I had the opportunity a while back to check back in with a company that had decided, a few years earlier, to try and raise the autonomy of its workforce.
Previously, there had been tight control over work: how it was to be done, frequent checking in mid-process or at the end of nearly every task in a project, and with little development of people beyond just fulfilling what they were being told to do.
The management team there had decided to try and raise their leverage and get more from their groups by increasing the freedom level of the organization.
When I arrived, I heard a mixed review on the change.
Yes, productivity had picked up, and some minor innovations had helped improve both the quality of work and its timeliness.
Counterbalancing that was a sense that things were constantly just about out of control: the managers were not satisfied that their departments weren’t constantly on the edge of chaos (with the inevitable poor performance and criticism that would follow).
I, on the other hand, were quite pleased at this turn of events.
I explained that that feeling of being on the edge of chaos (but not actually having slipped over it into repeated errors, omissions and other deficiencies) was actually a very good sign: it meant that new behaviours were emerging and a great deal of learning and growing was going on.
I asked if, for instance, the rate of new innovations was rising. It was; most of them had come fairly near the end of the period since my last visit.
I asked if the innovations were growing in complexity, tackling deeper issues. Yes, that was being observed, too.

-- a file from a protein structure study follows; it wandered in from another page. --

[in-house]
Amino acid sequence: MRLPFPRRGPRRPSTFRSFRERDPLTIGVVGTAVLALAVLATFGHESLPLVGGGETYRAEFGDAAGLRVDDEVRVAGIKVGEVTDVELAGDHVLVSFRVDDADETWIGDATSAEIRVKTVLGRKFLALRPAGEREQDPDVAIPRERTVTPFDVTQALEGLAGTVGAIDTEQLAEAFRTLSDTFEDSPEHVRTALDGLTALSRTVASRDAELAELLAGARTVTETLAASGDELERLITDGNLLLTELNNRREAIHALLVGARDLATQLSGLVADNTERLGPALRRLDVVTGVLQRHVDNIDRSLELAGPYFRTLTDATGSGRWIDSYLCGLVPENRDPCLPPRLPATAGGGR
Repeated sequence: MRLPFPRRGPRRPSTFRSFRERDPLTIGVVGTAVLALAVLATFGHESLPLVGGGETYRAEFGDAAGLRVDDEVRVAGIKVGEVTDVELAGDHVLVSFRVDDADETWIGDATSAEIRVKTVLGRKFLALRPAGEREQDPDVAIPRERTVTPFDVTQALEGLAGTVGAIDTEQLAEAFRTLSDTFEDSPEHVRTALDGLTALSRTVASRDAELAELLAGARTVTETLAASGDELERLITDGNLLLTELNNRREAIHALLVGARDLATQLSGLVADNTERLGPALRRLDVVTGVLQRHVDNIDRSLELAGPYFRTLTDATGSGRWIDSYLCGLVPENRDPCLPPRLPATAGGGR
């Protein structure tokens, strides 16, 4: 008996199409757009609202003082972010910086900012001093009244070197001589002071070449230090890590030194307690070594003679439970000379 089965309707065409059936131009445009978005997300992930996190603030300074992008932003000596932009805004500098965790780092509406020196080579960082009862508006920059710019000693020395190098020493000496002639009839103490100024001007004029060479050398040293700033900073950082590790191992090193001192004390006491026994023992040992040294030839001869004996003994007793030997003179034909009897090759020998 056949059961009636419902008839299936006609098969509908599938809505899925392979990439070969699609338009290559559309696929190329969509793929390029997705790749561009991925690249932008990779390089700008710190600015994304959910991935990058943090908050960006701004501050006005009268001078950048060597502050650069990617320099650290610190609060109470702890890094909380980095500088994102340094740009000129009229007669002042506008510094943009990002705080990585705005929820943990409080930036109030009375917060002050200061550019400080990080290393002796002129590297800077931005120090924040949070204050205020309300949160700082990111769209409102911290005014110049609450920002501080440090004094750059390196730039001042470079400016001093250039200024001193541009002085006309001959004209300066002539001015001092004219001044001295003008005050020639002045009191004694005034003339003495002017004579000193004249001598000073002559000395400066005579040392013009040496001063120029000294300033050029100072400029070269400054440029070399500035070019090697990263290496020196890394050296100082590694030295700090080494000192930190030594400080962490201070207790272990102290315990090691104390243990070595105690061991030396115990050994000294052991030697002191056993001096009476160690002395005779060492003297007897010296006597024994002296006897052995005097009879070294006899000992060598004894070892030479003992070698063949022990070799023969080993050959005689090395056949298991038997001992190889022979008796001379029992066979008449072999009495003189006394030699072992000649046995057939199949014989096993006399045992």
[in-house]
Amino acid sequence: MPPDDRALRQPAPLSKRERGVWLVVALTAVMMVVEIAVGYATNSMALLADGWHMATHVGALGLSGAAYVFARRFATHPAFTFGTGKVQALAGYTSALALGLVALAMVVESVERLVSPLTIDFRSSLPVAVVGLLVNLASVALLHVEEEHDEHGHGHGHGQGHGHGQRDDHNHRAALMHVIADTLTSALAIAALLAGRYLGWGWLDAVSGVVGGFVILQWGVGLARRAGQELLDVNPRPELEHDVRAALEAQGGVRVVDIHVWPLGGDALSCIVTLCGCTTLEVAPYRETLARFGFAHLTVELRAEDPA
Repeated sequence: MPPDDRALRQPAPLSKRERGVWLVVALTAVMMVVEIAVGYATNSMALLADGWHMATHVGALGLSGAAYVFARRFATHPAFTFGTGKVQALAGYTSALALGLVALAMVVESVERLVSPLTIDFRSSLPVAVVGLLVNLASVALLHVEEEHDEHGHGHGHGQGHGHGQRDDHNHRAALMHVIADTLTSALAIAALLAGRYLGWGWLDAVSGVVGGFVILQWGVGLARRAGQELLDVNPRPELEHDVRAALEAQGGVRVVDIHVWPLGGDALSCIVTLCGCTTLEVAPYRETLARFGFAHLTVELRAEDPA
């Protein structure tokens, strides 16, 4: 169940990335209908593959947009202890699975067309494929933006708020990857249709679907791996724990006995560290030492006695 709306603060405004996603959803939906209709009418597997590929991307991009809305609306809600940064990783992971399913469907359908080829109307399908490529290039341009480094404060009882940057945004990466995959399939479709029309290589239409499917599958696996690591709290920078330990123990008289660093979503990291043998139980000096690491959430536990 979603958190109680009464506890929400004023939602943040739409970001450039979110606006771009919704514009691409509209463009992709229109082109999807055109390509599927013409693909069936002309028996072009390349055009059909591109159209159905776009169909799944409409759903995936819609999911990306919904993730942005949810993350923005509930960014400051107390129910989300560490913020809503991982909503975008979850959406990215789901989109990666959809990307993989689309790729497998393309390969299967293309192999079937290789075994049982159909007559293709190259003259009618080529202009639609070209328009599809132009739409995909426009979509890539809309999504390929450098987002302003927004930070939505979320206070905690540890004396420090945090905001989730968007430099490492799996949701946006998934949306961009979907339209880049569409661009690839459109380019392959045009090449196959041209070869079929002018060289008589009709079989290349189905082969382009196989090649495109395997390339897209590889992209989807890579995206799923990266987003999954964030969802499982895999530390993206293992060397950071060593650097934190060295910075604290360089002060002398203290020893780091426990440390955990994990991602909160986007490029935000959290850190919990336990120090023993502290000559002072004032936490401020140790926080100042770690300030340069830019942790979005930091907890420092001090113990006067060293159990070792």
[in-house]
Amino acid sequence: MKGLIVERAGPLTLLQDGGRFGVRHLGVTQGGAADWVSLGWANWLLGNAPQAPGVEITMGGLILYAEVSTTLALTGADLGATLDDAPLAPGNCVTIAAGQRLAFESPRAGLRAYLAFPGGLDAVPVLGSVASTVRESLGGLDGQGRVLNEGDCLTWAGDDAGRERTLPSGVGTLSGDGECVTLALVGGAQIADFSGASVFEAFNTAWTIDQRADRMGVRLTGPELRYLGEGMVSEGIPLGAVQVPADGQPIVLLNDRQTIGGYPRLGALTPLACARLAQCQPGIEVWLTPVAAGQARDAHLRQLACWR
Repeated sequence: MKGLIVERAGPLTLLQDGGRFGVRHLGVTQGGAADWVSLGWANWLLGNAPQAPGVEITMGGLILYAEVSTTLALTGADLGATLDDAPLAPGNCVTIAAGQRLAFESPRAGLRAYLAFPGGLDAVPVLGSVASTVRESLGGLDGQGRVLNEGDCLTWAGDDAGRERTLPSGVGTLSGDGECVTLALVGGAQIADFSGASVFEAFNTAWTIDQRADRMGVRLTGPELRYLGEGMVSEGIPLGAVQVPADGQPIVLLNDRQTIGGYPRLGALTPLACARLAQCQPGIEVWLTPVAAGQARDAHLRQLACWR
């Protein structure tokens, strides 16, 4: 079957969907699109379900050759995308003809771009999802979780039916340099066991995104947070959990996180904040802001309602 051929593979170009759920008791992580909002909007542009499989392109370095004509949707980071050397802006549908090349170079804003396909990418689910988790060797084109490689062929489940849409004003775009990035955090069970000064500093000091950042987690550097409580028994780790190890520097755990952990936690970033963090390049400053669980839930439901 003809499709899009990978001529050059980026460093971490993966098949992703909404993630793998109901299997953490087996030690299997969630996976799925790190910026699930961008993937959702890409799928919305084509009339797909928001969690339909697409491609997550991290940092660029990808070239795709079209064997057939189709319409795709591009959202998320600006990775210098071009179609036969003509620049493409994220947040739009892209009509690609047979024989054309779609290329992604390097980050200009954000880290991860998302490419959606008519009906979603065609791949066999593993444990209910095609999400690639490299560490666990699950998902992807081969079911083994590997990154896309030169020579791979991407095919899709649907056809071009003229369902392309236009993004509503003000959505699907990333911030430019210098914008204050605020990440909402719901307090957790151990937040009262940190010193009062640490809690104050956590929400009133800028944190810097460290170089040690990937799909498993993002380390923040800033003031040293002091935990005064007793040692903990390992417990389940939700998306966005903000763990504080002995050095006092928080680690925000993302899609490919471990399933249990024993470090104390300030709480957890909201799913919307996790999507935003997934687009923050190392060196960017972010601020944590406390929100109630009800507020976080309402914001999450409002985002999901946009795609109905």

I suggested to them that this was all a good sign: things weren’t falling apart, more work was being done, a bigger contribution was being made. Yes, things weren’t quite as predictable — but neither were their staff doing a lot of rework (a little less than before, actually) nor were they working extra hours to catch up (overtime was down and task completions on schedule was up by 22%).
What I said to these managers was that they were feeling the tension between their own perceived lack of autonomy — nothing had changed with their superiors, yet — and the autonomy their group was now working with. “This,”, I said, “is why you constantly feel that it’s all about to fall on the floor in a great mess. You’re changing in response to all this, too — but your change is blocked because you lack managers who are giving you the room to manoeuvre that you’ve given your teams. That’s what we have to work on next.”
I was prepared to come back and meet with their managers to try and extend the autonomy experiment upward, but I was told that wouldn’t be necessary. The managers are planning to carry that message themselves. Hurrah! New behaviours are emerging from these managers’ brush with the edge of order and chaos, exactly as complexity theory predicts.
So what’s the lesson here? Simply that small groups can change. They need to given room to grow. Then the fact that they are different starts to affect those all around them.
Let change come organically at first, and you’re less likely to have a crisis to clean up after — and the company as a whole will one day find that its culture has evolved, without even looking.